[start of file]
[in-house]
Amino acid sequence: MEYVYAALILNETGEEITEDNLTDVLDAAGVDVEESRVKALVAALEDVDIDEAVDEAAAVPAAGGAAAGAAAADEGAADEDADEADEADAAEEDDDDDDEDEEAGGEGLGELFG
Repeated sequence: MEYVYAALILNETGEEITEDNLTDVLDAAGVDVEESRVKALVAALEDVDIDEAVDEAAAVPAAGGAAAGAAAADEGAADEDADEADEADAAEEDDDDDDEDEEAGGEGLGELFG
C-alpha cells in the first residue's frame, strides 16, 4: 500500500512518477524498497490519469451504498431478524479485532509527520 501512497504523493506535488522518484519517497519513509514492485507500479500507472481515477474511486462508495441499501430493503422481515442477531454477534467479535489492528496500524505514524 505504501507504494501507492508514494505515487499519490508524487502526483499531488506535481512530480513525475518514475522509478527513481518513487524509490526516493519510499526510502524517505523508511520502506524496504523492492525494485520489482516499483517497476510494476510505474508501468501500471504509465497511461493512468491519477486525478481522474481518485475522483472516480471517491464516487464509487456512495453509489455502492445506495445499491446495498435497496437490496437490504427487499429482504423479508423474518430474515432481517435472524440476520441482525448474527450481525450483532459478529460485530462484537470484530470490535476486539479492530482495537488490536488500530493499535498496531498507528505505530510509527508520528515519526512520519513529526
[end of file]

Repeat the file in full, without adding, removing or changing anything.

[in-house]
Amino acid sequence: MEYVYAALILNETGEEITEDNLTDVLDAAGVDVEESRVKALVAALEDVDIDEAVDEAAAVPAAGGAAAGAAAADEGAADEDADEADEADAAEEDDDDDDEDEEAGGEGLGELFG
Repeated sequence: MEYVYAALILNETGEEITEDNLTDVLDAAGVDVEESRVKALVAALEDVDIDEAVDEAAAVPAAGGAAAGAAAADEGAADEDADEADEADAAEEDDDDDDEDEEAGGEGLGELFG
C-alpha cells in the first residue's frame, strides 16, 4: 500500500512518477524498497490519469451504498431478524479485532509527520 501512497504523493506535488522518484519517497519513509514492485507500479500507472481515477474511486462508495441499501430493503422481515442477531454477534467479535489492528496500524505514524 505504501507504494501507492508514494505515487499519490508524487502526483499531488506535481512530480513525475518514475522509478527513481518513487524509490526516493519510499526510502524517505523508511520502506524496504523492492525494485520489482516499483517497476510494476510505474508501468501500471504509465497511461493512468491519477486525478481522474481518485475522483472516480471517491464516487464509487456512495453509489455502492445506495445499491446495498435497496437490496437490504427487499429482504423479508423474518430474515432481517435472524440476520441482525448474527450481525450483532459478529460485530462484537470484530470490535476486539479492530482495537488490536488500530493499535498496531498507528505505530510509527508520528515519526512520519513529526